One of the must-have books for fans and collectors of men’s pulp mags is Men's Adventure Magazines, published by Taschen.
It features hundreds of men’s adventure magazine covers from the 1950s, 1960s and early 1970s.
It also shows some examples of what the original cover paintings and interior art looked like and has interesting background text written by the prolific novelist Max Allan Collins, the pulp and comic art expert George Hagenauer and the illustration art expert Steven Heller.
The images in this lushly illustrated book come from the Rich Oberg Collection — the world’s largest collection of men’s adventure magazines and the original artwork created for them.
The collection’s owner, Rich Oberg, is justly proud of the Taschen book, which was reprinted in 2008 as part of Taschen’s special 25th anniversary series. (If you’re a true fan of the genre, you’ll also want to seek out and buy a copy of the original 2004 edition of the book, with the scorpion menace cover, shown at left. It’s now out of print, but you can still find used copies on eBay or AbeBooks.com.)
The original edition is larger in size than new edition. It also has more cover art and more chapters, including a whole chapter about the Nazi torture and bondage subgenre that’s missing from the current edition, plus an interview with artist Norm Eastman, the master of evil Nazi cover art.Amazingly, what’s shown in both the original and current editions of the Taschen book is only a small part of Rich Oberg’s collection. an interview that I posted on this blog, he told me he was thinking about creating a “virtual museum” online to showcase more of the great original artwork that he owns.
Recently, Rich let me know that he’d put up the initial framework for that virtual museum on the website MensAdventure.com.
So, I called him at his home in Tennessee to talk with him about it.
He said it’s “a work in progress” that currently has just a taste of what he ultimately plans to show after he finishes digitizing his collection and works with a web designer to flesh out the site.
To me, what Rich has already posted there is very cool. It’s the first online glimpse into a unique collection of art that few people have ever seen.
In the “Original Artwork” section, you’ll find some examples of what is to come on Rich’s site — beautiful, high resolution scans of original cover paintings side-by-side with the covers they were used for.
Viewing the original artwork, without all the titles, headlines and photo insets used on the magazine covers, is extremely interesting.
It makes it easier to see just how dramatic and well-executed the cover paintings were.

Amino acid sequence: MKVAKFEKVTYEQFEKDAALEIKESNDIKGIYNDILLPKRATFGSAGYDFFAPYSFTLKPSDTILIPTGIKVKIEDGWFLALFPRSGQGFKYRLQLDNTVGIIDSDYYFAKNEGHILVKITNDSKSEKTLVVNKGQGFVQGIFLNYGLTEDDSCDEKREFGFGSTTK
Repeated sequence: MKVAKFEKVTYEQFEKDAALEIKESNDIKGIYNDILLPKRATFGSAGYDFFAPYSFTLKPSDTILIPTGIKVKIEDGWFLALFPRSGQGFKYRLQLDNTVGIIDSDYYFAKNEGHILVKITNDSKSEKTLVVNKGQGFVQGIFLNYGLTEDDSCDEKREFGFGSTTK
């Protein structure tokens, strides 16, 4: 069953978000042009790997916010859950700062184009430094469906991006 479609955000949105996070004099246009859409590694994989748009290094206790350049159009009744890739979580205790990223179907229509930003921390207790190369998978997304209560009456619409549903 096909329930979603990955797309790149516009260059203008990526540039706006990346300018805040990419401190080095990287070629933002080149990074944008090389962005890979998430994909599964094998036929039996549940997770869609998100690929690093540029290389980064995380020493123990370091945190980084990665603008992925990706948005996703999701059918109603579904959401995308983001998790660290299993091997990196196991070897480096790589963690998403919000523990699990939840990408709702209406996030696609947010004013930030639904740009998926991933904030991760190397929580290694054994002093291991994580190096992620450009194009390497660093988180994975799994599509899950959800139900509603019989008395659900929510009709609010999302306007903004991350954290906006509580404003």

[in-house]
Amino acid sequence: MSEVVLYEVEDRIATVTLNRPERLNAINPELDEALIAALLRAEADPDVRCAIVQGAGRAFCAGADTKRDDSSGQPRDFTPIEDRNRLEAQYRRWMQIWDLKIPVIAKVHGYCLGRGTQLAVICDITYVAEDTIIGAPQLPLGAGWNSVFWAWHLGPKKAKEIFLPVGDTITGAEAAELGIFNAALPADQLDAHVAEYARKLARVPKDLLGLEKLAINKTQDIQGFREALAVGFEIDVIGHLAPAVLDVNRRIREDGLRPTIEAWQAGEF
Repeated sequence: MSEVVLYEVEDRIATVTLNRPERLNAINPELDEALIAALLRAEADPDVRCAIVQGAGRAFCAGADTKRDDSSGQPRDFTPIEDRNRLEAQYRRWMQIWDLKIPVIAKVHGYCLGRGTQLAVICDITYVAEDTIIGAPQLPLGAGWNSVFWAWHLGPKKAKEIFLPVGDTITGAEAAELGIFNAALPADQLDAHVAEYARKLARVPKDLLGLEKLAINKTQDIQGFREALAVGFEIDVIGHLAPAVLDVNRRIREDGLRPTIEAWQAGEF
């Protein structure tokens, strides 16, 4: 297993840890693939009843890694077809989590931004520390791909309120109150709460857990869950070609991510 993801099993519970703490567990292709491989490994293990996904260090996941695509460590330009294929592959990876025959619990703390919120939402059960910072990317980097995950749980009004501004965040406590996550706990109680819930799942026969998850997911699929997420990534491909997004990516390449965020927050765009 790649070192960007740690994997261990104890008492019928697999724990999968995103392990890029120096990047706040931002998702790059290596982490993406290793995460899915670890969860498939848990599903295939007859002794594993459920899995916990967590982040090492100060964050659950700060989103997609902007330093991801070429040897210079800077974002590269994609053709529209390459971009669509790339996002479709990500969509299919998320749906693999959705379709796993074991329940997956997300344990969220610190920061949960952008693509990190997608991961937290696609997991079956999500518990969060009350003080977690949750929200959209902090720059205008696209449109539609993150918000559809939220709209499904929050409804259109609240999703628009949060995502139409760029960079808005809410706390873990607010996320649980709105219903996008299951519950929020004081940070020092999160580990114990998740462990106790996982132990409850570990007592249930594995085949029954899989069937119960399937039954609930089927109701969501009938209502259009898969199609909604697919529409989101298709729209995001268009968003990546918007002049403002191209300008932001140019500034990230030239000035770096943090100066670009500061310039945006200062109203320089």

Below are a few examples from Rich’s website, shown here with his permission, including: a great “snake menace” painting by Vic Prezio for Battle Cry; a classic Nazi bondage and torture painting by Norm Eastman for Man’s Epic; and, a gonzo teen gang cover done by Norman Saunders for New Man magazine.
“Over time, I’ll add more and more images,” Rich told me. “I’ll also post comments and anecdotes about the artists. I’m pretty familiar with their work now and I’ve met many of the artists who are still alive or were living when I started my collection in the 1990s. I’d like their phenomenal art to be seen by more people and I want to pass on some of the knowledge I’ve gained about it. Most of this artwork is an embodiment of certain aspects of American popular culture from the 1950s through the mid-1970s. And, even though the subjects are often wild, the artwork represents a fascinating style of ‘realism.’”
“It’s a style of pulp art that’s different from, though influenced by, the earlier pulp magazines published in the decades before World War Two,” Rich noted. “It extends into the cover art for paperback books and comics from the Fifties and Sixties. Indeed, many paperback and comic covers from that time period were done by the same illustrators who did the best covers and interior artwork for men’s adventure magazines — artists like James Bama, Gil Cohen, Charles Copeland, Mel Crair, Raphael DeSoto, Clarence Doore, Mort Kunstler, Bruce Minney, Earl Norem, Vic Prezio and Norman Saunders.”
“My collection includes hundreds of original cover and interior art paintings by all of those artists and many others. Most of the artwork they created for the men’s adventure magazines has never been shown in any books or online. And, as far as I know, I have more of it than anyone. So, I want to make it available on my website and increase public awareness and appreciation of these great artists and their work.”
Rich added: “My special thanks to you and your terrific blog, Bob, for helping motivate me to share more of this fantastic imagery — and have some fun doing it.”
You’re very welcome, Rich, and thank you! It’s going to be great fun for me and other men’s pulp mag fans to see more of your incredible collection as you post it on your new website.